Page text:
Big Corn Island
Big Corn Island lies approximately 50 miles off the Caribbean coast of Nicaragua.
The island was originally colonized by the British, and most native islanders have more in common culturally with other English-speaking Caribbean islands than they do with the mainland of Nicaragua. Many have English surnames.
Tourism on the island is still in its infancy. There are almost none of the things one usually associates with tourists traps (tourist markets, huge beachside developments by major hospitality corporations, time-share condos, etc.). The people are typically friendly and genuine.
Almost everyone on the island speaks both passable Spanish and English. For most of those native to the island, English is their first language, although there are many inhabitants who have come over from mainland Nicaragua and consequently speak Spanish as a first language. There are also others who speak Miskito or other Caribbean languages or dialects. The English spoken, however, is heavily Caribbean, and real communication can be far from effortless.
There is one local airline (La Costena Airlines) that flies to Big Corn Island from Managua (usually once in the morning and again in early to mid afternoon). These are 15-20 seat dual prop planes without pressurized cabins or conditioned air.  One Way flights are around 107 US and a Round trip around 165 US. Some of the planes go first to Bluefields before they continue to the Island.
Some days of the week, you can get from Houston or Miami to Managua in time to fly directly to Big Corn Island; other days, you will have to spend a night in Managua and fly to the island the following day. When you return from the island to Managua, again, you may have to spend the night depending on the timing of the flights.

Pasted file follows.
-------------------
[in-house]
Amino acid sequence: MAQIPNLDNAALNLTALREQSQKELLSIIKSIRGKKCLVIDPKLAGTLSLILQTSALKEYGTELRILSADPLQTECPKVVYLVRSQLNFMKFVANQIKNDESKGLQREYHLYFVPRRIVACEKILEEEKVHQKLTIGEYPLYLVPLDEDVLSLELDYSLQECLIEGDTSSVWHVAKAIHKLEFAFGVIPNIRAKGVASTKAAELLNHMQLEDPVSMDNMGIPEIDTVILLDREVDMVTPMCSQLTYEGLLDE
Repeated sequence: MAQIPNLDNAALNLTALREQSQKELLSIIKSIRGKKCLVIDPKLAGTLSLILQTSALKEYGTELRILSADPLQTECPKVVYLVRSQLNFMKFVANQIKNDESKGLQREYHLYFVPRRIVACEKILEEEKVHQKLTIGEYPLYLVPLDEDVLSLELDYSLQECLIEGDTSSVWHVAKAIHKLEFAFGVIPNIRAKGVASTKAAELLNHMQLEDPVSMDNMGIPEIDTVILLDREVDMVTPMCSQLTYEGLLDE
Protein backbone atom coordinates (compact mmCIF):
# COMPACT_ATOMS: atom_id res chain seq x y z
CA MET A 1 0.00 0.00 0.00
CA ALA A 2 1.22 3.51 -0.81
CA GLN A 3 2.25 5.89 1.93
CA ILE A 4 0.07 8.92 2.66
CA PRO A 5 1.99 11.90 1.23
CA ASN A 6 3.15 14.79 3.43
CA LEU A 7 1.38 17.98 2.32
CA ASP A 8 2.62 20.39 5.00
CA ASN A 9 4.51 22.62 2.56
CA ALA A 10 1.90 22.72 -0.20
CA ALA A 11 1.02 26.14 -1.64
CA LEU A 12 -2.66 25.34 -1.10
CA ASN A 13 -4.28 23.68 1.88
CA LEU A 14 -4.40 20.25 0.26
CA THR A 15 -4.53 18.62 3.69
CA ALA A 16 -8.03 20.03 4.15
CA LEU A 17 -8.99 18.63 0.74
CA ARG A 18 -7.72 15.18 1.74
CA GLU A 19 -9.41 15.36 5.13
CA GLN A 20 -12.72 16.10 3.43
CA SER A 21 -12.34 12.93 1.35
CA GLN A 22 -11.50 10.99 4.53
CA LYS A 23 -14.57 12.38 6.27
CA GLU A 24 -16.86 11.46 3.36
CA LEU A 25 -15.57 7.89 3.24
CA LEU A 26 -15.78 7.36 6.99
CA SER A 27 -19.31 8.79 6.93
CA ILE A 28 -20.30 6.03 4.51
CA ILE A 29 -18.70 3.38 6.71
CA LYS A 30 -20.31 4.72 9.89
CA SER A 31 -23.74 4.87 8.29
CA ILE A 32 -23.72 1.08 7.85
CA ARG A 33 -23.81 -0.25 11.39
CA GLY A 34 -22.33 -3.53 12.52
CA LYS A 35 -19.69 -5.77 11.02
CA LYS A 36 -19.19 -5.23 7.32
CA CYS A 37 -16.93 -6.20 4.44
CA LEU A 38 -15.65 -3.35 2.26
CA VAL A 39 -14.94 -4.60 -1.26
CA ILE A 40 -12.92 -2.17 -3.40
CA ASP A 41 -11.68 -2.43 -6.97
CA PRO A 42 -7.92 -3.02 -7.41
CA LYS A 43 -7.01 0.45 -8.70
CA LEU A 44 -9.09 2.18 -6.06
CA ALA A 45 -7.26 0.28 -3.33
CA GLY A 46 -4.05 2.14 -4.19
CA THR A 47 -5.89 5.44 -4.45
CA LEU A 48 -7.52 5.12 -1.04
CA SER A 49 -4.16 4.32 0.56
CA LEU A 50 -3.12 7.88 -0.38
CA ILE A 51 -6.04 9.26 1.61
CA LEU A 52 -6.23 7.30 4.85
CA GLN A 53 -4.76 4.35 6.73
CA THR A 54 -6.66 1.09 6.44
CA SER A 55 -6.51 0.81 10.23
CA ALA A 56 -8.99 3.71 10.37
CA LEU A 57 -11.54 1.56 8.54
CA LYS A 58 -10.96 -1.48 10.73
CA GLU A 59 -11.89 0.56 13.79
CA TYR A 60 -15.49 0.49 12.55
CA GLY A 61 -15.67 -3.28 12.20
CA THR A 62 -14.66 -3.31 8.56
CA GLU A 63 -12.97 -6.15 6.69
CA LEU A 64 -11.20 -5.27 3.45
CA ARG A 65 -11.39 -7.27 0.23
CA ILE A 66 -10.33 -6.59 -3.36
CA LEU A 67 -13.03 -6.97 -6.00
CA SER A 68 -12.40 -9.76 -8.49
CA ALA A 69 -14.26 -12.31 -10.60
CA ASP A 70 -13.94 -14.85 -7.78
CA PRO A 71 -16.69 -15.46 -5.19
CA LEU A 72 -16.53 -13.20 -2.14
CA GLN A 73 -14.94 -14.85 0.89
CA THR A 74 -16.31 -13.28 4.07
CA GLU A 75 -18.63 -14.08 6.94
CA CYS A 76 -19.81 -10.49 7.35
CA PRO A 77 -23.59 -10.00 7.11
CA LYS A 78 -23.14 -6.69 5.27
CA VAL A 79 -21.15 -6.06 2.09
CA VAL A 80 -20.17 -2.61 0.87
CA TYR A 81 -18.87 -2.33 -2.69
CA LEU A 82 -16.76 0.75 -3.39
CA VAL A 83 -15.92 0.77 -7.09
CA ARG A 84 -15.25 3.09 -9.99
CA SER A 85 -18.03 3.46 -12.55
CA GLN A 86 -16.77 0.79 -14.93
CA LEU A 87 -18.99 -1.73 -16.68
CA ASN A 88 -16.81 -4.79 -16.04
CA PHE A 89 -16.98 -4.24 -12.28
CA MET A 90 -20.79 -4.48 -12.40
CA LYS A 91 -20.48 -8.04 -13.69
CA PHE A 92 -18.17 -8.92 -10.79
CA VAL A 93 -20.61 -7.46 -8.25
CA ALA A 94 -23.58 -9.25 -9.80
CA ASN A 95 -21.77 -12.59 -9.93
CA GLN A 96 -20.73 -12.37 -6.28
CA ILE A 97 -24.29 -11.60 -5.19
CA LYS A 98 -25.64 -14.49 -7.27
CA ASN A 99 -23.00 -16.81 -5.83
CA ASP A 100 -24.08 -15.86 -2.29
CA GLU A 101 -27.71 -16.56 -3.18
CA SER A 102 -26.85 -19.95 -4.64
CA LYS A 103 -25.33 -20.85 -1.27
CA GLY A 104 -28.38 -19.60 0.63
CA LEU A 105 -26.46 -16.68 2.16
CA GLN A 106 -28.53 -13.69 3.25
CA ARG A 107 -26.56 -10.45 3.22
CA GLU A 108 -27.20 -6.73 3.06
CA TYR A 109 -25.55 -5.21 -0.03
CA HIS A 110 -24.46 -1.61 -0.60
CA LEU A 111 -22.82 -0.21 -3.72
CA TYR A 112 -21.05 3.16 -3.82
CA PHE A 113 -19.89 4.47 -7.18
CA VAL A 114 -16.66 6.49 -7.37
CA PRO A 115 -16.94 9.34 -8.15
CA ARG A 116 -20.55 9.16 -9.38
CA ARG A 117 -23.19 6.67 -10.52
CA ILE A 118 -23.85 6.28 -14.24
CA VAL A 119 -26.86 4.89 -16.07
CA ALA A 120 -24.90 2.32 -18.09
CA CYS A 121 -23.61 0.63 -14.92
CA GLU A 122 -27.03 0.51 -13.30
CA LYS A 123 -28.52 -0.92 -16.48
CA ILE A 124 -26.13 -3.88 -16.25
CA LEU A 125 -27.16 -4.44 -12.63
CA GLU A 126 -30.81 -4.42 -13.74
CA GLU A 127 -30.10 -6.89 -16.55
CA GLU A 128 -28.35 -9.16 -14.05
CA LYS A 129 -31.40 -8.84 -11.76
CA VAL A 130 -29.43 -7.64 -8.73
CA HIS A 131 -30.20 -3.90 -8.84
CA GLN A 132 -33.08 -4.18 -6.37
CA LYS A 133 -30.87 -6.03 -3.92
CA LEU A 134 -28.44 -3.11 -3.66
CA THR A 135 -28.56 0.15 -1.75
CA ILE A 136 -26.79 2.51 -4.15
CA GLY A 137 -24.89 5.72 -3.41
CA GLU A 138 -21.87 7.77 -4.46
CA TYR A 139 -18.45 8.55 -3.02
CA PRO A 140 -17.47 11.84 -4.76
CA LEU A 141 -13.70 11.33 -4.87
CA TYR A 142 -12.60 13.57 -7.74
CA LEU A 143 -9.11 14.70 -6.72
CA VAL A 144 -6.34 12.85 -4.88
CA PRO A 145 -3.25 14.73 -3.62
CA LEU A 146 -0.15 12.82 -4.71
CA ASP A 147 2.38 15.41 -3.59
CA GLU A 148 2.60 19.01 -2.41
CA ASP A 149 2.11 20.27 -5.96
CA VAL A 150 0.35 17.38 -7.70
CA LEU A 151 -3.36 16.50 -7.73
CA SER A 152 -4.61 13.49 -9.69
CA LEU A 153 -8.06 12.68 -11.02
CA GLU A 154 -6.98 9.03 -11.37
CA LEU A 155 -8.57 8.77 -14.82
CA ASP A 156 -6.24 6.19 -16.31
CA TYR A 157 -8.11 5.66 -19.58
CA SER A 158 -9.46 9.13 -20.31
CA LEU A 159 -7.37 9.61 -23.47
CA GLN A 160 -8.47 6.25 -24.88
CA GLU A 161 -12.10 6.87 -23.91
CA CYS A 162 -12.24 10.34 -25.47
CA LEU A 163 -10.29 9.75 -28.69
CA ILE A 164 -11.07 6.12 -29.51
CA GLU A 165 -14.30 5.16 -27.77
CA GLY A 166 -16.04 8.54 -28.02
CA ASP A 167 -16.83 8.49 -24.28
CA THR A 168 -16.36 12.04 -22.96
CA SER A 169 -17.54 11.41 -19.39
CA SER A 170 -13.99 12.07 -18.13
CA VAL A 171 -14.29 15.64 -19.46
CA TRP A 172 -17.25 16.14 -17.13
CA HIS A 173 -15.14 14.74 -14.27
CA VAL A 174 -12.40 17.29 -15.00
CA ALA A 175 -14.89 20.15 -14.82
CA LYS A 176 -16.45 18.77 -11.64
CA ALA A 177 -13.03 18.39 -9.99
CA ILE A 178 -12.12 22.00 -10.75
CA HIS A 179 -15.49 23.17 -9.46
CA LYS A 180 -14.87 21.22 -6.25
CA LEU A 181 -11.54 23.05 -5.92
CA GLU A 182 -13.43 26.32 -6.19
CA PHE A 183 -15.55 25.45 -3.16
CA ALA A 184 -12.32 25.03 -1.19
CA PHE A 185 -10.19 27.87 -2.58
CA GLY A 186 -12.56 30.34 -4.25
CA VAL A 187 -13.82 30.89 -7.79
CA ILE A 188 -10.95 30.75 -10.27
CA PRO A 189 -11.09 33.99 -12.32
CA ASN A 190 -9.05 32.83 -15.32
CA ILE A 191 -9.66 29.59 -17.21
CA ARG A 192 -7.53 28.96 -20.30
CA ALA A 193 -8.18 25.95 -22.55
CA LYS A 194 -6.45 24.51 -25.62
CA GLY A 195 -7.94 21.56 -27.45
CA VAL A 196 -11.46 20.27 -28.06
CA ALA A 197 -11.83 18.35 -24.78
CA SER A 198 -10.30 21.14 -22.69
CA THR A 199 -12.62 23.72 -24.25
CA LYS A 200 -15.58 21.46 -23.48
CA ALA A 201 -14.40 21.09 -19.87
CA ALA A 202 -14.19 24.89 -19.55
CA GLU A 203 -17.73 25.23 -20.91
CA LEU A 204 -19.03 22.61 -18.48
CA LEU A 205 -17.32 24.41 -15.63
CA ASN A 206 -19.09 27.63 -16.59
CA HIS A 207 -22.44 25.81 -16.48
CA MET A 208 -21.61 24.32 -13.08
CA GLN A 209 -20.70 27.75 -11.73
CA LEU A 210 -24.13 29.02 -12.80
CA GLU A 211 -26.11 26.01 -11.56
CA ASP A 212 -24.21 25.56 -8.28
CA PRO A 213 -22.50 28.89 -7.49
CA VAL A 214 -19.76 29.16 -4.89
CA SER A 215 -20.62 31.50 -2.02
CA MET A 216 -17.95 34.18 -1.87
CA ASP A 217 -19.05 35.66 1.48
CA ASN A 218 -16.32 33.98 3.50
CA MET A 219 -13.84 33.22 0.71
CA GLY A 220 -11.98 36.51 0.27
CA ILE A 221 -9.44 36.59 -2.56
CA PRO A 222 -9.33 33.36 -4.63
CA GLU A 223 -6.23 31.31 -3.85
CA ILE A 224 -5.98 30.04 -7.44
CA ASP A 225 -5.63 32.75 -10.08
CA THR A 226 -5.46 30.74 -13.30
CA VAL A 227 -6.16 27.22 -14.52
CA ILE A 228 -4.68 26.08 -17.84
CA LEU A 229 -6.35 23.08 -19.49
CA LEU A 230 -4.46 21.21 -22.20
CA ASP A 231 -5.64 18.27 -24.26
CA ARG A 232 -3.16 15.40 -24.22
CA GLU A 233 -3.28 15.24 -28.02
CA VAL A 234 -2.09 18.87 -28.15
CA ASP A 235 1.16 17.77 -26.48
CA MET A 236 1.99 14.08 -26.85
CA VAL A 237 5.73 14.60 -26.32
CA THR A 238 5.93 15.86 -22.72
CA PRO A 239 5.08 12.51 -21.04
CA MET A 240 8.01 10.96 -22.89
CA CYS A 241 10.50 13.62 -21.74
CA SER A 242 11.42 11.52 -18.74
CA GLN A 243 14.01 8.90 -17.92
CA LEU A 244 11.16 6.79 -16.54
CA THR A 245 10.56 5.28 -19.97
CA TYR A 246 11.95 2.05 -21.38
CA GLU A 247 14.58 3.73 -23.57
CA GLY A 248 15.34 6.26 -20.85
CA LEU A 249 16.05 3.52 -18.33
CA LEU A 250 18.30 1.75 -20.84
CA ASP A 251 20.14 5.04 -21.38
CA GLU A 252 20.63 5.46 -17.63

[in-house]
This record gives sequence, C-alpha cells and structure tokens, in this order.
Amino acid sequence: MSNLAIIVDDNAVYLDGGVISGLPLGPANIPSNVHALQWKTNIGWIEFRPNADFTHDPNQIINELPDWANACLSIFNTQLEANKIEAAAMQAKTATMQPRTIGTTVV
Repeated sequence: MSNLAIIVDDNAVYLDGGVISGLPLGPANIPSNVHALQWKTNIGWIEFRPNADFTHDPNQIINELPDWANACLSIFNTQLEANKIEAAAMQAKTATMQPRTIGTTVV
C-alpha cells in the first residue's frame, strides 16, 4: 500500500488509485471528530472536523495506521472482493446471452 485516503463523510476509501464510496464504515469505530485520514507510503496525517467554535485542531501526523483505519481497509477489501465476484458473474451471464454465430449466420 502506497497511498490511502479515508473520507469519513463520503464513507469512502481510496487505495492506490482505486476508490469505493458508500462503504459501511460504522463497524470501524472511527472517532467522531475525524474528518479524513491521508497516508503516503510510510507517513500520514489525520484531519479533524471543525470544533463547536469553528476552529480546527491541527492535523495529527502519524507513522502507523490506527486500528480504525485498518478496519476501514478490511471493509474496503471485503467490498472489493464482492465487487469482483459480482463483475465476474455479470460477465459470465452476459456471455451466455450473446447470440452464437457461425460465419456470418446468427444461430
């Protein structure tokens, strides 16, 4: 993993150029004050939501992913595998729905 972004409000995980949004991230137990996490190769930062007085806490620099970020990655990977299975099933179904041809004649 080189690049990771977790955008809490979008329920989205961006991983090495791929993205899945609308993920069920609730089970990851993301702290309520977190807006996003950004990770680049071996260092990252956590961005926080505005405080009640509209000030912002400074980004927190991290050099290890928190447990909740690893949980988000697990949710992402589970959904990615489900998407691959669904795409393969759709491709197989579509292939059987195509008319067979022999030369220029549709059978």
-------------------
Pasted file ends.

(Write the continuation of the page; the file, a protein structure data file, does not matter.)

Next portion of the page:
The road system basically consists of a perimeter road that runs around the island. There are a few paved side roads, but only the one to Picnic Beach is of significant length.
The easiest way to get around the island is by taxi. As of September 2006, any taxi will take you anywhere on the island for 15 cordobas (about 85 cents U.S.) per person until 10 p.m., when the rate rises to 20 cordobas each. One can rent golf carts, cars, or motorcycles if one wishes, but with taxi transportation so cheap and readily available there is no need to do so unless there are extraordinary circumstances.
There is very little of historic or artistic significance, although the island itself is quite picturesque. A boat trip around the island will showcase its natural beauty. Baseball is the number one sport on the island, with even soccer a distant second, and taking in a local game will put you right in the middle of real island culture.
Snorkeling, scuba diving, and ocean fishing are all excellent. "Nautilus", an island institution, can arrange any such trips (including scuba instruction). Picnic Beach is beautiful, with fine sand and gentle waves (but beware the sand flies).
One can arrange to travel by boat to Little Corn Island, a short (easily less than an hour) ride away. Anyone with a boat for hire will gladly make the trip.
Snorkeling, Kayak rentals, and both sport fishing and fly fishing are available at "Anastasia's on the Sea." Also available is a snorkeling marine park designed to guide snorkelers to interesting coral formations.
The best restaurants on the island for typical island cuisine are Casa Canada (South End), Restaurante Sabor at Sunrise Hotel (excellent breakfasts & Sunday Bar-b-q) --right next to Casa Canada, Seva's (Dos Millas) & Paraiso. Nautilus Restaurant offers pizza, vegetarian and more gourmet island fusion dishes. The cook at the Picnic center does an excellant job with local dishes, going to great lenth to prepare them correctly. Lobster fishing is a huge part of the island's economy, and lobster is on the menu at almost every restaurant. When the lobster are in season, lobster dishes cost $5 to $8, and are available at all local restaurants. Lobster is the primary industry in the Corn Islands, so lobster and conch are plentiful. Be careful of lobster tails under 5 inches long or under 5 ounces in weight because they are illegal. When the season is closed in early March time frame, the lobster dishes tend to go up slightly in prices, but are still reasonable in prices.